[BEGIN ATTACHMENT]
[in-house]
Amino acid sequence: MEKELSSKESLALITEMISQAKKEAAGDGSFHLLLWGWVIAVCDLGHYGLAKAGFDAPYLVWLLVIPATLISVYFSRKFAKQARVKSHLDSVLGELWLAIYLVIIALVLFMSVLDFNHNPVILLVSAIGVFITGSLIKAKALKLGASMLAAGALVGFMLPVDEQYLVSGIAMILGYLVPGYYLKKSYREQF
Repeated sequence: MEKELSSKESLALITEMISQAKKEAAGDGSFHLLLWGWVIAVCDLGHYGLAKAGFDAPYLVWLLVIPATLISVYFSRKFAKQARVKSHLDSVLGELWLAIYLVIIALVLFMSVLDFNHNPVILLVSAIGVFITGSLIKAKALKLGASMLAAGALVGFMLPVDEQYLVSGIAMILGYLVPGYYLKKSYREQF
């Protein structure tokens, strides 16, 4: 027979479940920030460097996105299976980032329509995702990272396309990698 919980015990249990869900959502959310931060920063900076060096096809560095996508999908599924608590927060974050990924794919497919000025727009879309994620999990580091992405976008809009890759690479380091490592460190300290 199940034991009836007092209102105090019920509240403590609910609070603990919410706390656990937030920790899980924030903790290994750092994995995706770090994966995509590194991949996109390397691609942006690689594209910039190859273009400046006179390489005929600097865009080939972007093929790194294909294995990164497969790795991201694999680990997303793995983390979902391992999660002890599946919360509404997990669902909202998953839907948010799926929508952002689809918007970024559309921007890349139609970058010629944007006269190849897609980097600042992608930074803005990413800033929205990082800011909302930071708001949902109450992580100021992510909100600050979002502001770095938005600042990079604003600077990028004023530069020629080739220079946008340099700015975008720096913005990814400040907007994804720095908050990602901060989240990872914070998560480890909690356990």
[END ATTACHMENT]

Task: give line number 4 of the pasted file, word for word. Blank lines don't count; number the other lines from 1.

């Protein structure tokens, strides 16, 4: 027979479940920030460097996105299976980032329509995702990272396309990698 919980015990249990869900959502959310931060920063900076060096096809560095996508999908599924608590927060974050990924794919497919000025727009879309994620999990580091992405976008809009890759690479380091490592460190300290 199940034991009836007092209102105090019920509240403590609910609070603990919410706390656990937030920790899980924030903790290994750092994995995706770090994966995509590194991949996109390397691609942006690689594209910039190859273009400046006179390489005929600097865009080939972007093929790194294909294995990164497969790795991201694999680990997303793995983390979902391992999660002890599946919360509404997990669902909202998953839907948010799926929508952002689809918007970024559309921007890349139609970058010629944007006269190849897609980097600042992608930074803005990413800033929205990082800011909302930071708001949902109450992580100021992510909100600050979002502001770095938005600042990079604003600077990028004023530069020629080739220079946008340099700015975008720096913005990814400040907007994804720095908050990602901060989240990872914070998560480890909690356990």